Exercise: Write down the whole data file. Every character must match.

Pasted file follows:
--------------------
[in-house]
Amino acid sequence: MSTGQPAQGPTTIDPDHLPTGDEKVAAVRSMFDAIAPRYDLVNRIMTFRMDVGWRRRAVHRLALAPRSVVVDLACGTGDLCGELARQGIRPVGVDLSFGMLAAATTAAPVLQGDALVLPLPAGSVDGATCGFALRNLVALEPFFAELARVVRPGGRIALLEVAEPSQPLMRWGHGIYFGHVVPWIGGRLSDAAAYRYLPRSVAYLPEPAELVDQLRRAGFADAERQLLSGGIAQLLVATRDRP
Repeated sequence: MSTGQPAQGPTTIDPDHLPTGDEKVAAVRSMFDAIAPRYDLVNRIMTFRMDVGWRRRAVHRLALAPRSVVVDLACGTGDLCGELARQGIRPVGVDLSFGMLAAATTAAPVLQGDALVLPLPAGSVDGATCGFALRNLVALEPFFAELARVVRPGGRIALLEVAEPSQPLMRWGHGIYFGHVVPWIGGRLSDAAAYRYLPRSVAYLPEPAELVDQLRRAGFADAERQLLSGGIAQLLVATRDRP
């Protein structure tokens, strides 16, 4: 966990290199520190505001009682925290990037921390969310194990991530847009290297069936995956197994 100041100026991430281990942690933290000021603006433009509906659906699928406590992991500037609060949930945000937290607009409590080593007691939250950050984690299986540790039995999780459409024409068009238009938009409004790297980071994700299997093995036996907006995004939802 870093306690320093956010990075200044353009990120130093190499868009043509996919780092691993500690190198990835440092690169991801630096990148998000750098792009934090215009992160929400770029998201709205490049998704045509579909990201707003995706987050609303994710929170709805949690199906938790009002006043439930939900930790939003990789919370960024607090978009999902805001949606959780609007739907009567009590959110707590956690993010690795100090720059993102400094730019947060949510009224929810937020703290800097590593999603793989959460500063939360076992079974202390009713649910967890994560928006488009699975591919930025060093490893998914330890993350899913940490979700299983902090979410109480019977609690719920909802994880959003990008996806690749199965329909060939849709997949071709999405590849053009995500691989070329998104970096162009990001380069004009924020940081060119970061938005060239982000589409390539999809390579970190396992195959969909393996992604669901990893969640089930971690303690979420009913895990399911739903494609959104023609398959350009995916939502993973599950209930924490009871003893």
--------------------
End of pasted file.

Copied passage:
[in-house]
Amino acid sequence: MSTGQPAQGPTTIDPDHLPTGDEKVAAVRSMFDAIAPRYDLVNRIMTFRMDVGWRRRAVHRLALAPRSVVVDLACGTGDLCGELARQGIRPVGVDLSFGMLAAATTAAPVLQGDALVLPLPAGSVDGATCGFALRNLVALEPFFAELARVVRPGGRIALLEVAEPSQPLMRWGHGIYFGHVVPWIGGRLSDAAAYRYLPRSVAYLPEPAELVDQLRRAGFADAERQLLSGGIAQLLVATRDRP
Repeated sequence: MSTGQPAQGPTTIDPDHLPTGDEKVAAVRSMFDAIAPRYDLVNRIMTFRMDVGWRRRAVHRLALAPRSVVVDLACGTGDLCGELARQGIRPVGVDLSFGMLAAATTAAPVLQGDALVLPLPAGSVDGATCGFALRNLVALEPFFAELARVVRPGGRIALLEVAEPSQPLMRWGHGIYFGHVVPWIGGRLSDAAAYRYLPRSVAYLPEPAELVDQLRRAGFADAERQLLSGGIAQLLVATRDRP
């Protein structure tokens, strides 16, 4: 966990290199520190505001009682925290990037921390969310194990991530847009290297069936995956197994 100041100026991430281990942690933290000021603006433009509906659906699928406590992991500037609060949930945000937290607009409590080593007691939250950050984690299986540790039995999780459409024409068009238009938009409004790297980071994700299997093995036996907006995004939802 870093306690320093956010990075200044353009990120130093190499868009043509996919780092691993500690190198990835440092690169991801630096990148998000750098792009934090215009992160929400770029998201709205490049998704045509579909990201707003995706987050609303994710929170709805949690199906938790009002006043439930939900930790939003990789919370960024607090978009999902805001949606959780609007739907009567009590959110707590956690993010690795100090720059993102400094730019947060949510009224929810937020703290800097590593999603793989959460500063939360076992079974202390009713649910967890994560928006488009699975591919930025060093490893998914330890993350899913940490979700299983902090979410109480019977609690719920909802994880959003990008996806690749199965329909060939849709997949071709999405590849053009995500691989070329998104970096162009990001380069004009924020940081060119970061938005060239982000589409390539999809390579970190396992195959969909393996992604669901990893969640089930971690303690979420009913895990399911739903494609959104023609398959350009995916939502993973599950209930924490009871003893």